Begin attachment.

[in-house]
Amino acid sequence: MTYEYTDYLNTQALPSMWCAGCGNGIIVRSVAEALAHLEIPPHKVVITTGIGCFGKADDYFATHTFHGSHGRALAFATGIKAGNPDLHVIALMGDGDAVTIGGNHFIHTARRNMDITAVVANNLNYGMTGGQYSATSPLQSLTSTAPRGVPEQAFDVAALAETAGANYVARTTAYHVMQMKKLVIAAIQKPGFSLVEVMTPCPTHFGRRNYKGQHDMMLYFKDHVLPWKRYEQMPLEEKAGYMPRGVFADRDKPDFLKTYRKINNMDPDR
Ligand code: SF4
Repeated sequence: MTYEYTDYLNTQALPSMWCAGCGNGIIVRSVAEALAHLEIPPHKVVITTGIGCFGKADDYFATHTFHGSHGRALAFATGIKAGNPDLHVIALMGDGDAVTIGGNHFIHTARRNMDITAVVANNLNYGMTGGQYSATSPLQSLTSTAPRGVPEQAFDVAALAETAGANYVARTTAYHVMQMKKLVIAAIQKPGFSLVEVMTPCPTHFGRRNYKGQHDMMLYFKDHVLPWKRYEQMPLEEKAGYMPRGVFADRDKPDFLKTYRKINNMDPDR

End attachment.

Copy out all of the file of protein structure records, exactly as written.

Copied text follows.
[in-house]
Amino acid sequence: MTYEYTDYLNTQALPSMWCAGCGNGIIVRSVAEALAHLEIPPHKVVITTGIGCFGKADDYFATHTFHGSHGRALAFATGIKAGNPDLHVIALMGDGDAVTIGGNHFIHTARRNMDITAVVANNLNYGMTGGQYSATSPLQSLTSTAPRGVPEQAFDVAALAETAGANYVARTTAYHVMQMKKLVIAAIQKPGFSLVEVMTPCPTHFGRRNYKGQHDMMLYFKDHVLPWKRYEQMPLEEKAGYMPRGVFADRDKPDFLKTYRKINNMDPDR
Ligand code: SF4
Repeated sequence: MTYEYTDYLNTQALPSMWCAGCGNGIIVRSVAEALAHLEIPPHKVVITTGIGCFGKADDYFATHTFHGSHGRALAFATGIKAGNPDLHVIALMGDGDAVTIGGNHFIHTARRNMDITAVVANNLNYGMTGGQYSATSPLQSLTSTAPRGVPEQAFDVAALAETAGANYVARTTAYHVMQMKKLVIAAIQKPGFSLVEVMTPCPTHFGRRNYKGQHDMMLYFKDHVLPWKRYEQMPLEEKAGYMPRGVFADRDKPDFLKTYRKINNMDPDR